LONDON (Reuters) - If you believe that “Doctor Copper” is a sensitive gauge of the health of the global economy, then you should be worried.
London Metal Exchange (LME) copper fell through the year’s low of $5,725 per tonne on Friday and hit a 26-month low of $5,640 early on Monday.
The trigger for the slump was the latest escalation of the trade stand-off between the United States and China, President Trump announcing the imposition of more tariffs on Chinese goods effective the beginning of next month.
Copper has been used as a proxy for trading the on-off trade talks for some time and funds had amassed a significant short position on the CME copper contract even before Friday’s break-down.
However, what’s troubling Doctor Copper and just about every other LME-traded base metal, with the single exception of nickel, is the accumulating evidence of a global manufacturing downturn.
Quite evidently, an escalation of trade tensions between the world’s two biggest economies is not going to help an already fragile industrial economy.
Funds have for many months been expressing their views on the likely success of the trade talks via the CME copper contract.
When a positive outcome looked possible around the end of the first quarter, fund positioning switched to net long. But since then bears have amassed short positions as the prospects of a breakthrough have receded.
The latest Commitments of Traders Report shows money managers holding a net short position of 40,372 contracts.
Outright short positions totalled 86,841 contracts. That’s less than the record 101,593 contracts accumulated at the start of June but the latest report only covers positioning as of last Tuesday. The big short has almost certainly got bigger still, given the price action towards the end of last week.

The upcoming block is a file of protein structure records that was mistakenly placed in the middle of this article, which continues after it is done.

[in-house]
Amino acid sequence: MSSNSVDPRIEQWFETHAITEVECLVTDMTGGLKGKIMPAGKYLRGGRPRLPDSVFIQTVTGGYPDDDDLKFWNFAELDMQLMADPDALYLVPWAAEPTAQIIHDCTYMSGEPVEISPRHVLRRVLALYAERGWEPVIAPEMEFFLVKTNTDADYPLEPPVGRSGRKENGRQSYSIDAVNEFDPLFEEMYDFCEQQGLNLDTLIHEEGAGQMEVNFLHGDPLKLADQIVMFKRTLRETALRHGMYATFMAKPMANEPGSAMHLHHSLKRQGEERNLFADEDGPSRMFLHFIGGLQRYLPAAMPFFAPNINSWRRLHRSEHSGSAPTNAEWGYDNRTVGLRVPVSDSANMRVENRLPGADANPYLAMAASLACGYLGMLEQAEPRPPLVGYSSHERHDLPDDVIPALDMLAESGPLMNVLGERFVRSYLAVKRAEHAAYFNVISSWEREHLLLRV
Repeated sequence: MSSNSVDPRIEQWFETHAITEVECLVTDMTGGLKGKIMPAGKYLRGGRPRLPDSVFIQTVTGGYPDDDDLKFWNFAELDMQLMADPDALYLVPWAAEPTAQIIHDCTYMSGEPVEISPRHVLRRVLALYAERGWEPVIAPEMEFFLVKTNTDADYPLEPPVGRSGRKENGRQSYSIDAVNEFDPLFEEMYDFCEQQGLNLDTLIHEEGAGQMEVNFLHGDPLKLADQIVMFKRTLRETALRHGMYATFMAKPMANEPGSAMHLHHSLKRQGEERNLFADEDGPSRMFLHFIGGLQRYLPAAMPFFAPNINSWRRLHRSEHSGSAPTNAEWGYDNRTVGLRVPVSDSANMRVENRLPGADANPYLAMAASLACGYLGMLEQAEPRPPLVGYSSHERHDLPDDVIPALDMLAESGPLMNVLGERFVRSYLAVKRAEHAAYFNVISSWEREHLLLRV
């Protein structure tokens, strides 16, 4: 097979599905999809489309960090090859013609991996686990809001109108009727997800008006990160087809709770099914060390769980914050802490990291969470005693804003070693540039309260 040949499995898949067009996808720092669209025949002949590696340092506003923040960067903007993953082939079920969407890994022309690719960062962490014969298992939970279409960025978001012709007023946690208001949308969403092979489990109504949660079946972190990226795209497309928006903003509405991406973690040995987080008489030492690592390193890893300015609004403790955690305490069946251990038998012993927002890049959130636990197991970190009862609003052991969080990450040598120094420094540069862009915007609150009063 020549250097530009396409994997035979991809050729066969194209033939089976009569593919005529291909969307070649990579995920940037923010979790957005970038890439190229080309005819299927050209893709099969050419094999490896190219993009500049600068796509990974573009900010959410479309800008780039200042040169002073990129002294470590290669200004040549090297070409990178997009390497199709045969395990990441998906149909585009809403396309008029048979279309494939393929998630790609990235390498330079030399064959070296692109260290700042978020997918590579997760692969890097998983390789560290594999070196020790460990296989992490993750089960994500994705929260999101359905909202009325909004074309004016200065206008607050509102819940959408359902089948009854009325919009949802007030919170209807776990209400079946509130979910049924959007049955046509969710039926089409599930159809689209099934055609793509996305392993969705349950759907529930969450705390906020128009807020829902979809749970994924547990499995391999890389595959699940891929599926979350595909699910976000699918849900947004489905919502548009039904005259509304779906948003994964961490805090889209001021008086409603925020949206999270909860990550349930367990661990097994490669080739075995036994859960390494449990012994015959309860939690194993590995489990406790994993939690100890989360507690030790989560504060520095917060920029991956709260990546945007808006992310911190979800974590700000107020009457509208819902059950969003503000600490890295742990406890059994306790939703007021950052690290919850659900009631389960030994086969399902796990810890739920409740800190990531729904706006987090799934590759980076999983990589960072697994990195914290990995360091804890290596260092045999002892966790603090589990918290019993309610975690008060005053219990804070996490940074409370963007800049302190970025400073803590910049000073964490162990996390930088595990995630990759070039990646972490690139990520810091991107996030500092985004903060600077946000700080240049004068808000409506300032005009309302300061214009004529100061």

Long positioning has been largely unchanged since the unwind of previous exuberance in April and May.
It’s not just copper that is being punished by speculators. LME aluminium, zinc, lead and tin are all now trading below year-start levels.
Only nickel is defying this broader trend, with investors keeping faith with nickel’s bull narrative of a lift in demand from the electric vehicle battery sector. It is the only LME metal still showing a net speculative long position, according to LME broker Marex Spectron.
What’s depressing the rest of the LME base metals complex is the deterioration in global manufacturing activity as shown by falling purchasing managers indices (PMI) the world over.
“For the first time in recent history we now have the majority of global manufacturing PMIs in contraction,” said BMO Capital Markets. (“Metals Brief”, Aug. 2, 2019).
The metal markets are particularly sensitive to the health of China’s massive industrial economy, which is struggling, according to both the official and Caixin PMIs. Both indices edged up in July but both, critically, remained below the expansion-contraction threshold.
Other key metals economies such as South Korea, Japan and Taiwan are also suffering.